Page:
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Report Number P23-11
Component ID: #ti1477045270

The proportion of men 25 to 64 years old whose occupation is in the same major occupation group as that of their fathers was not quite 1 in 4, i.e., 23 percent, in 1962. The tendency for a man to follow the occupation of his father, referred to here as "occupational inheritance," varied in degree from one occupational origin to another. About 41 percent of the men whose fathers were professional, technical, and kindred workers were engaged in the same occupational group, whereas only 10 to 15 percent of the sons of clerical workers, sales workers, service workers, laborers, and farm laborers were in the same lines of work as their fathers (see figure 1). Variations are also noted when the data are viewed from the standpoint of the current occupation. Occupations varied in the extent to which their ranks were filled with persons whose fathers were in the same occupation, that is, through "self-recruitment."1 Of the total number of men whose current occupations were classified as farmers and farm managers, no less than 85 percent had fathers who were farmers. At the opposite extreme, only 5 percent of clerical workers had fathers in the same occupation group. Occupations differed in the relative magnitude of occupational inheritance and occupational self-recruitment for a number of reasons including shifts in occupational composition over time, supply and demand factors, and differential birth rates. An occupation with declining numbers, like farming, may have high self-recruitment but moderate or low occupational inheritance; whereas the professional, technical, and kindred occupations, a rapidly expanding group, manifest only a moderate degree of self-recruitment despite relatively high occupational inheritance.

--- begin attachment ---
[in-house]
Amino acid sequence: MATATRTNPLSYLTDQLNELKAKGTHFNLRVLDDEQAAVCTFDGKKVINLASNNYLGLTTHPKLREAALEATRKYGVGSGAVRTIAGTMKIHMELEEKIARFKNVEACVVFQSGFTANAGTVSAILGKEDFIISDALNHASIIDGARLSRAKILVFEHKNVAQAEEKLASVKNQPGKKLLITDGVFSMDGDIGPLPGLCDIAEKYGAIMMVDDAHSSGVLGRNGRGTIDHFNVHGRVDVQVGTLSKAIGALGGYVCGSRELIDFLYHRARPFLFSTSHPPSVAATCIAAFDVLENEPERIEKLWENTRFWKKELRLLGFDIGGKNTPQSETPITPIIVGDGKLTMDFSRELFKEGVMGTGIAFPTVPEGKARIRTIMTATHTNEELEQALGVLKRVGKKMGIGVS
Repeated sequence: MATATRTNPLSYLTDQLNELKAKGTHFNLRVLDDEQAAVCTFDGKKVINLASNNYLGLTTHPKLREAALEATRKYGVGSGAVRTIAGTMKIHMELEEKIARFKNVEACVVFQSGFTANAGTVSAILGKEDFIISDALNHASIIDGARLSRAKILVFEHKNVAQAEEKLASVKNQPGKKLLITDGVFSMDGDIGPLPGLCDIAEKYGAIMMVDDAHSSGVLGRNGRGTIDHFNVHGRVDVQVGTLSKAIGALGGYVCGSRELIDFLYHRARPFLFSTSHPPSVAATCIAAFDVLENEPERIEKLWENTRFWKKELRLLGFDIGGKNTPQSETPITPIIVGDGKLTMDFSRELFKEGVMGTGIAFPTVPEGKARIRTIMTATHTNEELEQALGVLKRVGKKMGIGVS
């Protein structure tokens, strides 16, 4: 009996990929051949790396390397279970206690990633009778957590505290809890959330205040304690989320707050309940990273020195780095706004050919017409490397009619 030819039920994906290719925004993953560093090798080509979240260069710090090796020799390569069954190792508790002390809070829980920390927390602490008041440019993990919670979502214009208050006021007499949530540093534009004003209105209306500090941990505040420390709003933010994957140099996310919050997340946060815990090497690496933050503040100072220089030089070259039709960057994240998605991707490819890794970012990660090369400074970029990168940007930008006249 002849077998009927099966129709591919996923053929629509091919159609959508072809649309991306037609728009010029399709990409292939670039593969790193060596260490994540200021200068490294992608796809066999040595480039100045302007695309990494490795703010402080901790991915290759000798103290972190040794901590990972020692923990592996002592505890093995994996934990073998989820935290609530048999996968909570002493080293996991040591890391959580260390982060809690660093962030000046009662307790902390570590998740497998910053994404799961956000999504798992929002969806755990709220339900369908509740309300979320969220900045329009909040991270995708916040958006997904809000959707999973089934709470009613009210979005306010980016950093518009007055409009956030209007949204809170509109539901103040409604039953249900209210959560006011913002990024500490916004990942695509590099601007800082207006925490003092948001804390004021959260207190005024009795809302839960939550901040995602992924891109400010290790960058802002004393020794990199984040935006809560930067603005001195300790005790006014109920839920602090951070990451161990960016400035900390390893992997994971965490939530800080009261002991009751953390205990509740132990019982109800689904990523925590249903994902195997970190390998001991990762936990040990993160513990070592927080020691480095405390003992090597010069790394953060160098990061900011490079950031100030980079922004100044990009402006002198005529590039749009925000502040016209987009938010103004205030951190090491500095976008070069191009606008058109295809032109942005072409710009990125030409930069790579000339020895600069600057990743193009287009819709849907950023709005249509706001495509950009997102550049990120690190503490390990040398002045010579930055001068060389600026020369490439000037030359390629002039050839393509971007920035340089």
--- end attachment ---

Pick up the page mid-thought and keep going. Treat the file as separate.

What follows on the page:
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1 In this report, the term "occupational inheritance" is used when the measure of occupational mobility is based on the distribution by father's occupation. Thus, the percent of men with a given father's occupation who are currently following the same occupation is referred to as the percent of occupational inheritance. The term "self-recruitment" is used when the measure is based on current occupation. The percent of men currently in a given occupation whose father's occupation was the same is referred to as the percent of self-recruitment.

Component ID: #ti702095047

A Note on Language

Census statistics date back to 1790 and reflect the growth and change of the United States. Past census reports contain some terms that today’s readers may consider obsolete and inappropriate. As part of our goal to be open and transparent with the public, we are improving access to all Census Bureau original publications and statistics, which serve as a guide to the nation's history.

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